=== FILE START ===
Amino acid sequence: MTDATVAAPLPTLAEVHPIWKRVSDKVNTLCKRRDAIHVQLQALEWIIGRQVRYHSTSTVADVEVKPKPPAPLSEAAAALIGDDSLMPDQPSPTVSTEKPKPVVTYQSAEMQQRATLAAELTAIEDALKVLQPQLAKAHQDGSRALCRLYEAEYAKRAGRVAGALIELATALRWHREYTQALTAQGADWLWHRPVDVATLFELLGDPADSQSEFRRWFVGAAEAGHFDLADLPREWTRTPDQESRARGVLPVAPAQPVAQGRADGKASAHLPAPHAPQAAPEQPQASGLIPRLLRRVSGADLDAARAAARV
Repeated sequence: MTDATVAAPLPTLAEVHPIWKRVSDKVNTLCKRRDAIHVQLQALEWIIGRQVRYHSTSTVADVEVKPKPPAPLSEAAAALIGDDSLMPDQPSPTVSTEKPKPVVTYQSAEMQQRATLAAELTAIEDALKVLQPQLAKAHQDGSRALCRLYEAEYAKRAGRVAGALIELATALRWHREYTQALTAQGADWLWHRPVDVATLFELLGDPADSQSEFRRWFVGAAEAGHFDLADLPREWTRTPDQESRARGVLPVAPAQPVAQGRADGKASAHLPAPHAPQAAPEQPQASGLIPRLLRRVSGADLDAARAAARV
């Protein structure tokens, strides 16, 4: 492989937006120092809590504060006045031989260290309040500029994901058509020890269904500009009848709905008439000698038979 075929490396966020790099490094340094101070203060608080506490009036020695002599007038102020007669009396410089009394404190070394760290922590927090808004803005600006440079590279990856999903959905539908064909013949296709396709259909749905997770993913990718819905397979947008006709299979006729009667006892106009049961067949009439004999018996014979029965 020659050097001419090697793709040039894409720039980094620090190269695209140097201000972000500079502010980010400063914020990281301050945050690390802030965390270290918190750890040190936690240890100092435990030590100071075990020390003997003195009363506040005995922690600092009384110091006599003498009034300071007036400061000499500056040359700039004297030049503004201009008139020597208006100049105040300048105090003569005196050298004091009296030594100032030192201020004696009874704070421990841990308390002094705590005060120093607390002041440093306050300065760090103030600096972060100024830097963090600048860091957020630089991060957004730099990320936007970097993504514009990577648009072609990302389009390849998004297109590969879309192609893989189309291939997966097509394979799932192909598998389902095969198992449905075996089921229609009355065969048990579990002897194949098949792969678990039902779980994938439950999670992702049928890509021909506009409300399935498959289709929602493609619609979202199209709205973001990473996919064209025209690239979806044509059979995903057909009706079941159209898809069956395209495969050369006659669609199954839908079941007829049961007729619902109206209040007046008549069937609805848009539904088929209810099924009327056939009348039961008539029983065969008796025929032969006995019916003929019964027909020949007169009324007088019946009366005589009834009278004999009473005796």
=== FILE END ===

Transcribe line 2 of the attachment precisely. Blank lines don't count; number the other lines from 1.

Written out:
Repeated sequence: MTDATVAAPLPTLAEVHPIWKRVSDKVNTLCKRRDAIHVQLQALEWIIGRQVRYHSTSTVADVEVKPKPPAPLSEAAAALIGDDSLMPDQPSPTVSTEKPKPVVTYQSAEMQQRATLAAELTAIEDALKVLQPQLAKAHQDGSRALCRLYEAEYAKRAGRVAGALIELATALRWHREYTQALTAQGADWLWHRPVDVATLFELLGDPADSQSEFRRWFVGAAEAGHFDLADLPREWTRTPDQESRARGVLPVAPAQPVAQGRADGKASAHLPAPHAPQAAPEQPQASGLIPRLLRRVSGADLDAARAAARV